It has long been felt that people go downstream to Twitter from sites such as Google and Facebook. However, a recent post from analytics firm Hitwise, shows that the reverse is also true.
Data collected by Hitwise during the month of February 2009 shows that the maximum downstream visits from Twitter went to Google (5.20% of downstream traffic share) followed closely by visits to Facebook (5.11%). Twitpic (3.43%), MySpace (3.19%) and Twitter Search (1.98%) followed at 3rd, 4th and 5th places respectively.
Next in line were Yahoo! Mail (1.91%), YouTube (1.88%), Twitter Support (1.80%), Gmail (1.79%) and Yahoo! (1.29%) in order of downstream traffic share.
The high percentage of traffic driven to search engines could be due to users searching for details on topics of interest that they read about on Twitter. For example, when a user sees a number of Tweets about an event, the first impulse would most likely be to go to a search engine like Google to find out more about it.
Further analysis of the categories of post-Twitter visits shows that 40% of users went across to computer and internet sites such as social networks, search engines and email services.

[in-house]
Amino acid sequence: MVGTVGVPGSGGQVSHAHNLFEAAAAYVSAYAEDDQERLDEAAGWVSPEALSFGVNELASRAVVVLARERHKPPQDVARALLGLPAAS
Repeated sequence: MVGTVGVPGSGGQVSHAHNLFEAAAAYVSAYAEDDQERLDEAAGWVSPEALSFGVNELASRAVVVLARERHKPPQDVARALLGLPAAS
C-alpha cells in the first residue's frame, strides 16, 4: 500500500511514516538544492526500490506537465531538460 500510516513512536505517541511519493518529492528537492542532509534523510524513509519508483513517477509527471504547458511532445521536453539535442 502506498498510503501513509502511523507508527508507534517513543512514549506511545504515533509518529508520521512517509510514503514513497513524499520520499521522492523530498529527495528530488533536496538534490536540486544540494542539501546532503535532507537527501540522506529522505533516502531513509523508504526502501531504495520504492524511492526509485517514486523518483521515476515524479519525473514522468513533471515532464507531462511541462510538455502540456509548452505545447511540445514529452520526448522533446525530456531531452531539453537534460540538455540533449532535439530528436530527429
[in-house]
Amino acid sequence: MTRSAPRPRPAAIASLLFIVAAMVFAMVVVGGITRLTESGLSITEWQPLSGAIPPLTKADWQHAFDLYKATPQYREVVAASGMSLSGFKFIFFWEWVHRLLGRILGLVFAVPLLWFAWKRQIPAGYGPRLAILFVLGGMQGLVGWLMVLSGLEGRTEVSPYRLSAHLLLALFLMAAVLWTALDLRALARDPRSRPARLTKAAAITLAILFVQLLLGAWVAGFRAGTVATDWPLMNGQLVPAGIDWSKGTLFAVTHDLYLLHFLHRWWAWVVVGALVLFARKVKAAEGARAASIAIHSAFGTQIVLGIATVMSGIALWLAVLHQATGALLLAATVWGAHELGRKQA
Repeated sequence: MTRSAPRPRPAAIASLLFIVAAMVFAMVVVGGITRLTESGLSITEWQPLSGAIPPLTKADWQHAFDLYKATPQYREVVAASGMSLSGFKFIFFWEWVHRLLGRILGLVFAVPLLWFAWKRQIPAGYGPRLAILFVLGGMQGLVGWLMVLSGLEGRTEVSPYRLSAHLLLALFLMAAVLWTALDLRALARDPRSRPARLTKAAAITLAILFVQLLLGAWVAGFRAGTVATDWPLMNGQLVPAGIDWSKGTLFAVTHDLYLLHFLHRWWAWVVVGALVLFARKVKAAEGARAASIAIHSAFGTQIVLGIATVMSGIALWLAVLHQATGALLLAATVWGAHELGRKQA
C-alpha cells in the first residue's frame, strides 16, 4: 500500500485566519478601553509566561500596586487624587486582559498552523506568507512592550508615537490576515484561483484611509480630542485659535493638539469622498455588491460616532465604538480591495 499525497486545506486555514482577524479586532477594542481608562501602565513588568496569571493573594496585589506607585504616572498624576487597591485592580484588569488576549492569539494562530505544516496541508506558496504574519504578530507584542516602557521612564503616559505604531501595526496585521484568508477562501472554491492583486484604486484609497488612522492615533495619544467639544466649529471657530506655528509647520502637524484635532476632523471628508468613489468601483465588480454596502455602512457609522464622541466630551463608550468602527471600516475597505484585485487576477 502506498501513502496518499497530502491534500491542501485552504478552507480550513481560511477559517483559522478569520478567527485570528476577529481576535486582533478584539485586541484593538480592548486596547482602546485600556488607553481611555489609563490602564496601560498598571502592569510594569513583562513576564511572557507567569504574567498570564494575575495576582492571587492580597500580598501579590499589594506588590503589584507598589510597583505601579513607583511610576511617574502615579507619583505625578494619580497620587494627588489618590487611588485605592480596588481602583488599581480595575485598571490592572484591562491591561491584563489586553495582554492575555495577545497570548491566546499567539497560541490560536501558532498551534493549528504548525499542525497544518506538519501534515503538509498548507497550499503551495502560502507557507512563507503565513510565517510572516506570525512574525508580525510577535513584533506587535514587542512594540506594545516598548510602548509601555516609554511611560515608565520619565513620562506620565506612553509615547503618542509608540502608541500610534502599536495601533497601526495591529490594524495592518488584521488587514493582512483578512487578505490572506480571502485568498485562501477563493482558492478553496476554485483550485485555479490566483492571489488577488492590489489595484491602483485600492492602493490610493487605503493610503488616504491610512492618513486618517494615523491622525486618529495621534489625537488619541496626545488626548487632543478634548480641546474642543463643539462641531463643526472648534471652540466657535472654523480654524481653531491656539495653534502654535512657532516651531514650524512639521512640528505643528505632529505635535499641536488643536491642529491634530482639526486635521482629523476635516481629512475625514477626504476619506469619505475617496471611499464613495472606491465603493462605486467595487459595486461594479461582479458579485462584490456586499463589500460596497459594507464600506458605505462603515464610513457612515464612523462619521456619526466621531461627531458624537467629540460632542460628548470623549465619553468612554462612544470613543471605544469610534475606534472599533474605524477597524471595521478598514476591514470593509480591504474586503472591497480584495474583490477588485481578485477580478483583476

Entertainment sites such as those related to photography and multimedia are visited by less than 20% of users, while less than 10% of users go from Twitter to lifestyle sites such as blogs, personal websites or news and media sites.
Far more users were found to go to social networks and entertainment sites from Twitter than they do from search engines, other social networks and email services.
On the other hand, fewer people go from Twitter to search engines, email services, business and finance sites and shopping and classified sites than they do from search engines, social networks and email services.
These details seem to indicate that Twitter is used like most social networks are, and while Twitter can be effectively used by content owners to distribute their content, it might not be the best channel to drive new business.